Cons: As an older parent you are more likely to be 'out of touch' and technology moves more quickly than you will. If you haven't already had children then you will have developed a lifestyle where you are most important and everything you do revolves around your own needs. It's a big change to suddenly become no.2. Your health does fade over time, so you may be bombproof at 20, but you'll likely be a bit stiff and more sluggish at 40! 
Do you plan on having any more children? If not, what are your main reasons? And if you would like more, what worries you the most about the prospect of having more?
I'm not planning any more, I'm done! 38 was my comfortable limit, and 7 children between us was plenty.

If you could do your time over, would you choose to have your children younger?
I'm lucky in that I've tried it both ways and found both to be equally fun. I think I might regret it if I hadn't had children young too, purely because I'm enjoying them being grown ups now, and I'll be a lot older when my youngest two reach Uni.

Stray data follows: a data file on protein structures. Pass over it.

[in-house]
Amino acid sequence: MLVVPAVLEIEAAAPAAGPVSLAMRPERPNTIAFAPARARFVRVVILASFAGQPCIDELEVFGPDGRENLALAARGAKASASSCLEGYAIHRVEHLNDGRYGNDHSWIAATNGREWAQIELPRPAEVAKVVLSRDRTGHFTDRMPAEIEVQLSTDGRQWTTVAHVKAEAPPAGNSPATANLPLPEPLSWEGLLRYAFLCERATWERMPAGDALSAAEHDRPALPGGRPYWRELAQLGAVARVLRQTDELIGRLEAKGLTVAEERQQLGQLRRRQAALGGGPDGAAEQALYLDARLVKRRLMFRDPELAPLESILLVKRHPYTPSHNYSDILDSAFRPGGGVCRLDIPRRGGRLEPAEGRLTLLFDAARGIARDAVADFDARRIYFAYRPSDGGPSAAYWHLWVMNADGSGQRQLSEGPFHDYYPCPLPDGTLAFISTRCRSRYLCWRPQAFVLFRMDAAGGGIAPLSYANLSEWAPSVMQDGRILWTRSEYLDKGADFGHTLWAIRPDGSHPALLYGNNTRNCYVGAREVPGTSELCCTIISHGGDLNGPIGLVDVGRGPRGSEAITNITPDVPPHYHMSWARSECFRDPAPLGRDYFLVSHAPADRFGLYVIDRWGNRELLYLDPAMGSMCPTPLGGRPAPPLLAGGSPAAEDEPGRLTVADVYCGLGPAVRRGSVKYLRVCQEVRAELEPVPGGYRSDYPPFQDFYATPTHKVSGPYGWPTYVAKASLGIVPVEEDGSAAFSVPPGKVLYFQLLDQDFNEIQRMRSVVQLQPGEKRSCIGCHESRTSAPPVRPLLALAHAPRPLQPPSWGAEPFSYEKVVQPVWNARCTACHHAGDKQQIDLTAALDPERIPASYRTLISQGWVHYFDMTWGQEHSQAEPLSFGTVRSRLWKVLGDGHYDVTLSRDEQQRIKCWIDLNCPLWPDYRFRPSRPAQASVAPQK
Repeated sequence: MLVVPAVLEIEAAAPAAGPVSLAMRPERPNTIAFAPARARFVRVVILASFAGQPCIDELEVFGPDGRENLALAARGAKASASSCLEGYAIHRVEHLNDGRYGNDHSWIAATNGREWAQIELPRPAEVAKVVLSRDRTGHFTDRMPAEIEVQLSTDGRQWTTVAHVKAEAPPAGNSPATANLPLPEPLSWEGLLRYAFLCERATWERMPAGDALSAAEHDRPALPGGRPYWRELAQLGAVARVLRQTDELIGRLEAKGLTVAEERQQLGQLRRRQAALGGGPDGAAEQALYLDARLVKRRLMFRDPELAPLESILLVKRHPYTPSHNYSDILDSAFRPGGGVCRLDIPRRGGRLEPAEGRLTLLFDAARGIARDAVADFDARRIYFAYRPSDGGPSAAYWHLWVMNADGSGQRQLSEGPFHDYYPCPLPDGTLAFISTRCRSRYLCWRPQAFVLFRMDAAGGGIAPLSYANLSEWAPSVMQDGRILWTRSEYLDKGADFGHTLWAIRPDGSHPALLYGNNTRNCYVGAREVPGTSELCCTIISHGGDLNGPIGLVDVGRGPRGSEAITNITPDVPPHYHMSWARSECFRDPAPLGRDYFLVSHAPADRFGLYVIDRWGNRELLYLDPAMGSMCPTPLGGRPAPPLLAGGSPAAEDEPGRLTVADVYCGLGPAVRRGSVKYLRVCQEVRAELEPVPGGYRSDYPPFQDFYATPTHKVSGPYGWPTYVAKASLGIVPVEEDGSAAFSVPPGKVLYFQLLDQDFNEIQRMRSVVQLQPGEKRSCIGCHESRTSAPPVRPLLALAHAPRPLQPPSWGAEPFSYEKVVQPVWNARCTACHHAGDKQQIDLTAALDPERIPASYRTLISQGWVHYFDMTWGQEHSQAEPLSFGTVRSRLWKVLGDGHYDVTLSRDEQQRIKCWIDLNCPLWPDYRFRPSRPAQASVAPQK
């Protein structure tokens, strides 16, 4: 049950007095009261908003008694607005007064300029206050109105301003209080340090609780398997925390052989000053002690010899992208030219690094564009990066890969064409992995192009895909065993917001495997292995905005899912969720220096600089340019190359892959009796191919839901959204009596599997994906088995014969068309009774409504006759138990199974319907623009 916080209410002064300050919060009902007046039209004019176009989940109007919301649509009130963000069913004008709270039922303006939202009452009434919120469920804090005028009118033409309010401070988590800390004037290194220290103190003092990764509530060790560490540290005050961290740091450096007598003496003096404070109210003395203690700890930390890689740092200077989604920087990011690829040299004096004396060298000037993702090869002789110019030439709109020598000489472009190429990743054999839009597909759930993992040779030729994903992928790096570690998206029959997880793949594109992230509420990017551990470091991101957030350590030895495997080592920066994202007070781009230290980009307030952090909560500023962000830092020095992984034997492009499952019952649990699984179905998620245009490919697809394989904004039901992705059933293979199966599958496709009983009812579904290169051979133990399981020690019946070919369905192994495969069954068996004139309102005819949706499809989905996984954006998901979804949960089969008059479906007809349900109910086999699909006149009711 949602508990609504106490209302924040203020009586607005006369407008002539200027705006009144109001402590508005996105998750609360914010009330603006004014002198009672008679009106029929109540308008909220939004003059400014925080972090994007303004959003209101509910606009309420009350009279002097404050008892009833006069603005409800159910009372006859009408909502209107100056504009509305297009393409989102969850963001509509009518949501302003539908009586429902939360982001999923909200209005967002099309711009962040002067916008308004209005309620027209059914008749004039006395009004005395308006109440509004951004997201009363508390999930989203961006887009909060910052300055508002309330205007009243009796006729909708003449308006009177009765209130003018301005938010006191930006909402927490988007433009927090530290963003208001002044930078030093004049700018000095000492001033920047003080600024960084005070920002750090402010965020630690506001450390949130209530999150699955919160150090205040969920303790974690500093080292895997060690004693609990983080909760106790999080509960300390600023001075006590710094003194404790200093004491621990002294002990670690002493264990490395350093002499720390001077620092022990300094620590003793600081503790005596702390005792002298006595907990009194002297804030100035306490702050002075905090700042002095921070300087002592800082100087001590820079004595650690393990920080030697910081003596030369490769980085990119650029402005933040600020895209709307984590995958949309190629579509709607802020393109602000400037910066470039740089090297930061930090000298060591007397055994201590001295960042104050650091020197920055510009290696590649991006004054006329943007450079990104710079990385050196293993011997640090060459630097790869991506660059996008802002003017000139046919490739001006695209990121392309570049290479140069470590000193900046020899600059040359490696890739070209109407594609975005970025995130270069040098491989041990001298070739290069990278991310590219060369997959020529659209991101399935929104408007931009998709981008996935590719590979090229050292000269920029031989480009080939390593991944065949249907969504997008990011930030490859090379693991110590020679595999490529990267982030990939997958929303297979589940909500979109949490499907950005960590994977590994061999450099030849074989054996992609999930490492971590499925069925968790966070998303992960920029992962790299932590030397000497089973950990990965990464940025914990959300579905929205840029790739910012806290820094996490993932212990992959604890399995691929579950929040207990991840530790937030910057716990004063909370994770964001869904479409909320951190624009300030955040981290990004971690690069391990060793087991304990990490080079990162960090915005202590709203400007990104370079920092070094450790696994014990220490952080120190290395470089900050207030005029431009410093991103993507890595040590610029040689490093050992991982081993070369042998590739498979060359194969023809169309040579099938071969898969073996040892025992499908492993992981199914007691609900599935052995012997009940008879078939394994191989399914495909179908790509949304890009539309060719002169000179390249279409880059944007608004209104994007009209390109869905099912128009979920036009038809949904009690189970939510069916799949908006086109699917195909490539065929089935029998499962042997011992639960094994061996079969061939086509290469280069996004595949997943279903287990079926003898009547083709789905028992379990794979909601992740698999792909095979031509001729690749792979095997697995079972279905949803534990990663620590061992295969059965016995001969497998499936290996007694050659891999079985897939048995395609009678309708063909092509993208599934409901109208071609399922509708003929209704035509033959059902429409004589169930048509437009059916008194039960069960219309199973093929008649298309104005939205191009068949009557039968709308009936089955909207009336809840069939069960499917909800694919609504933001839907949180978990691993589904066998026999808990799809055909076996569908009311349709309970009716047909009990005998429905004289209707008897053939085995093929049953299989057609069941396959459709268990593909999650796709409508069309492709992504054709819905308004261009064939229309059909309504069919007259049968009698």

What advice do you have for any women thinking of having a child past the age of 35?
Do it. If you want a child then stop thinking about it and do it. You'll never have enough savings, it'll never be the perfect time and you'll always worry, but do it. Don't waste time because one day it will be too late. 

Thanks for taking part Jenny and sharing your story. If you’d like to hear more from Jenny, you can visit her at heblog or over on InstagramTwitterFacebook, Pinterest and YouTube.

To read other women's stories click here.

To discuss taking part in the Not Too Old To Be Mum series, please send me an email.

1 comment:

  1. Thanks So much Leah - I was worried reading it back in case I sounded an idiot :D